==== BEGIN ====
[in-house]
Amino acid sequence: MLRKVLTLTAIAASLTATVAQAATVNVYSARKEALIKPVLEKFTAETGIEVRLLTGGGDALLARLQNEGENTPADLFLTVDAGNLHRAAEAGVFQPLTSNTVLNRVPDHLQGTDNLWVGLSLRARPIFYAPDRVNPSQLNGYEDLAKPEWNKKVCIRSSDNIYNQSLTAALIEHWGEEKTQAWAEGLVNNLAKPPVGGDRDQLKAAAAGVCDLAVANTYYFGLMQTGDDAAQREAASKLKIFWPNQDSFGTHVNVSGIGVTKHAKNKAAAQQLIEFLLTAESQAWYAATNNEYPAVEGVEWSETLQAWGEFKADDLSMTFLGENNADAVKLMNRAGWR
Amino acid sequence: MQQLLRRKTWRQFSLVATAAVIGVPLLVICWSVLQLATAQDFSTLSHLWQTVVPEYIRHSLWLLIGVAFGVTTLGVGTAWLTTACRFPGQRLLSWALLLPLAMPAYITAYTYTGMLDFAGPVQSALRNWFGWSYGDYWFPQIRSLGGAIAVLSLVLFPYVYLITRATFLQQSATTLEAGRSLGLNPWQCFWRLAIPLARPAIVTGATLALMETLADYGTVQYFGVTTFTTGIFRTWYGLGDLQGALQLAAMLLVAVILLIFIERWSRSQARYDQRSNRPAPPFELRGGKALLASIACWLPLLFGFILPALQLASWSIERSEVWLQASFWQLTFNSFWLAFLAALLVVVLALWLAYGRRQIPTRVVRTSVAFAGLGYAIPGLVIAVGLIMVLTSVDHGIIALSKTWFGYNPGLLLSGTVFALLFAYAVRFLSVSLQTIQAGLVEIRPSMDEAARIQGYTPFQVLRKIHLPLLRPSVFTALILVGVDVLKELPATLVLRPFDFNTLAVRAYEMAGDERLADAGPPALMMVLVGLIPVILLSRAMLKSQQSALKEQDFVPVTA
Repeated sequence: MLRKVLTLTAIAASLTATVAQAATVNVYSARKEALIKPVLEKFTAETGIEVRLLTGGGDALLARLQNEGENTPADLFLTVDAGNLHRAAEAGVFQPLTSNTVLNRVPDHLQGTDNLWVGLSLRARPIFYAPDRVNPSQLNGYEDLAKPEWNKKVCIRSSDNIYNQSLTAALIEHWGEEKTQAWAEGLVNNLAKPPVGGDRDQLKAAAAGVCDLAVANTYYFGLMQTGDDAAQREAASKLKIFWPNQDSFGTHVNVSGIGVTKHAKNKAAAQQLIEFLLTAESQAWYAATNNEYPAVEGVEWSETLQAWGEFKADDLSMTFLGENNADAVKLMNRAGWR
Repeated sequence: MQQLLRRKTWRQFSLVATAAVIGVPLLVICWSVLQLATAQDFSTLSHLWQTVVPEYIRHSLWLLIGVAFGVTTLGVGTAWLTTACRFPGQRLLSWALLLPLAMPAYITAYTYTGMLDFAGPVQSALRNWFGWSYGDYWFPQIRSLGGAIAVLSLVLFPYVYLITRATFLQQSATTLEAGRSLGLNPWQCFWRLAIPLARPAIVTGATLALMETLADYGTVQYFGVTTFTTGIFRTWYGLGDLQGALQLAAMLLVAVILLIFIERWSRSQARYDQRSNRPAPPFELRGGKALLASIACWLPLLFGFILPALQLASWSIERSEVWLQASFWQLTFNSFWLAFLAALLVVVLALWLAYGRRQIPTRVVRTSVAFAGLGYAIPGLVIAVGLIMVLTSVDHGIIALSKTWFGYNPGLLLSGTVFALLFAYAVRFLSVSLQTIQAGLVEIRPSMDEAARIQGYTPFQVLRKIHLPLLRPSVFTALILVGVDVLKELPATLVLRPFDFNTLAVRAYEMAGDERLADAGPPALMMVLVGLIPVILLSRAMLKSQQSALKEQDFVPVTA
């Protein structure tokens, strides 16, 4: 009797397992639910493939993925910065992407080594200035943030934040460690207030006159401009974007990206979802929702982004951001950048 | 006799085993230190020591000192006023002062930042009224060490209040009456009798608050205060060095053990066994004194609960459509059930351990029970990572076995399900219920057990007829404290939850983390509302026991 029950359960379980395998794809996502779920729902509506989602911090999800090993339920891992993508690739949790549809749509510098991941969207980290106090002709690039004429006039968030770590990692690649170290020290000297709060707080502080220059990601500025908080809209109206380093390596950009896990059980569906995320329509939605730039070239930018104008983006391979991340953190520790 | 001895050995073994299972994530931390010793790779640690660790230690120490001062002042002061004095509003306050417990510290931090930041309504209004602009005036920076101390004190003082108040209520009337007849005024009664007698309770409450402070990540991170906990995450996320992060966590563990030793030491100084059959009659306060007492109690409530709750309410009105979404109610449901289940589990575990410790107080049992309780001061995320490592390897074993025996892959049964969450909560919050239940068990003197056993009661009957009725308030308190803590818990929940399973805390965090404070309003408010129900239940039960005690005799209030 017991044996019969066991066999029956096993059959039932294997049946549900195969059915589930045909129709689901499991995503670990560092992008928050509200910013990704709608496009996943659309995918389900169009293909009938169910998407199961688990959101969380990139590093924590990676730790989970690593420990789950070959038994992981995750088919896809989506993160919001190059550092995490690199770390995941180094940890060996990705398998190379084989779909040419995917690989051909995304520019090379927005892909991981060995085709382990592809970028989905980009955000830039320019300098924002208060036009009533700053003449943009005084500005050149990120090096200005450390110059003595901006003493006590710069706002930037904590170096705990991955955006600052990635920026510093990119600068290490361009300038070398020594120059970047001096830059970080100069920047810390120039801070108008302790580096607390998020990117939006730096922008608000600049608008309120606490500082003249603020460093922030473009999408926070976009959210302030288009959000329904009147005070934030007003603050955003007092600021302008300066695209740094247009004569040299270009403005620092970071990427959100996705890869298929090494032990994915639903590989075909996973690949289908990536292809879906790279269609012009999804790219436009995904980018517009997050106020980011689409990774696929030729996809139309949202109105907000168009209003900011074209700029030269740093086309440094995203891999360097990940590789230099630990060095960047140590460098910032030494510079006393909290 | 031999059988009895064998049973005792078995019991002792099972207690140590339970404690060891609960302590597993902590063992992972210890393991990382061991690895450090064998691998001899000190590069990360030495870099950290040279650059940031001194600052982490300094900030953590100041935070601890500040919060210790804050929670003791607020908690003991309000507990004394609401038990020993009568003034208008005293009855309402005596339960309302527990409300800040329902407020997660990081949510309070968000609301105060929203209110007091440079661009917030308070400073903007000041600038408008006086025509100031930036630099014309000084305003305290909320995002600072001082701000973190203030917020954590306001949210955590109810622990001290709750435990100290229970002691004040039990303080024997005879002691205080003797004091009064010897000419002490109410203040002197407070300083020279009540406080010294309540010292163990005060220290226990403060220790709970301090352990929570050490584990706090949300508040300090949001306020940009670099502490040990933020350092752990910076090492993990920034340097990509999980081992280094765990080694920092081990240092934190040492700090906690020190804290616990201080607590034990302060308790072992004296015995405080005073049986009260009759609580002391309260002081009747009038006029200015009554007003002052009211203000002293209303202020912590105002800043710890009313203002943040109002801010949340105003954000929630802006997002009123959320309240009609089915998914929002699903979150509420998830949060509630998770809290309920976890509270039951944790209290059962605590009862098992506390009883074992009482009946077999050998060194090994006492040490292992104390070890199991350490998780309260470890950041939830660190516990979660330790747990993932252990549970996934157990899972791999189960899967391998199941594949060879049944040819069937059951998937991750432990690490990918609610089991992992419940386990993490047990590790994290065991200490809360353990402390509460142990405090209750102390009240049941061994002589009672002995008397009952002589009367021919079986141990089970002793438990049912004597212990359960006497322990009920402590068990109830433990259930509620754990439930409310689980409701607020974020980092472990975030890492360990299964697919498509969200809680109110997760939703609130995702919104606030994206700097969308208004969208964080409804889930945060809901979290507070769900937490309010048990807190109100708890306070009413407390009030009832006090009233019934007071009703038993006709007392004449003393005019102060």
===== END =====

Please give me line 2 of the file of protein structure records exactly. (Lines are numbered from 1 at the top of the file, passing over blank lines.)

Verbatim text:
Amino acid sequence: MLRKVLTLTAIAASLTATVAQAATVNVYSARKEALIKPVLEKFTAETGIEVRLLTGGGDALLARLQNEGENTPADLFLTVDAGNLHRAAEAGVFQPLTSNTVLNRVPDHLQGTDNLWVGLSLRARPIFYAPDRVNPSQLNGYEDLAKPEWNKKVCIRSSDNIYNQSLTAALIEHWGEEKTQAWAEGLVNNLAKPPVGGDRDQLKAAAAGVCDLAVANTYYFGLMQTGDDAAQREAASKLKIFWPNQDSFGTHVNVSGIGVTKHAKNKAAAQQLIEFLLTAESQAWYAATNNEYPAVEGVEWSETLQAWGEFKADDLSMTFLGENNADAVKLMNRAGWR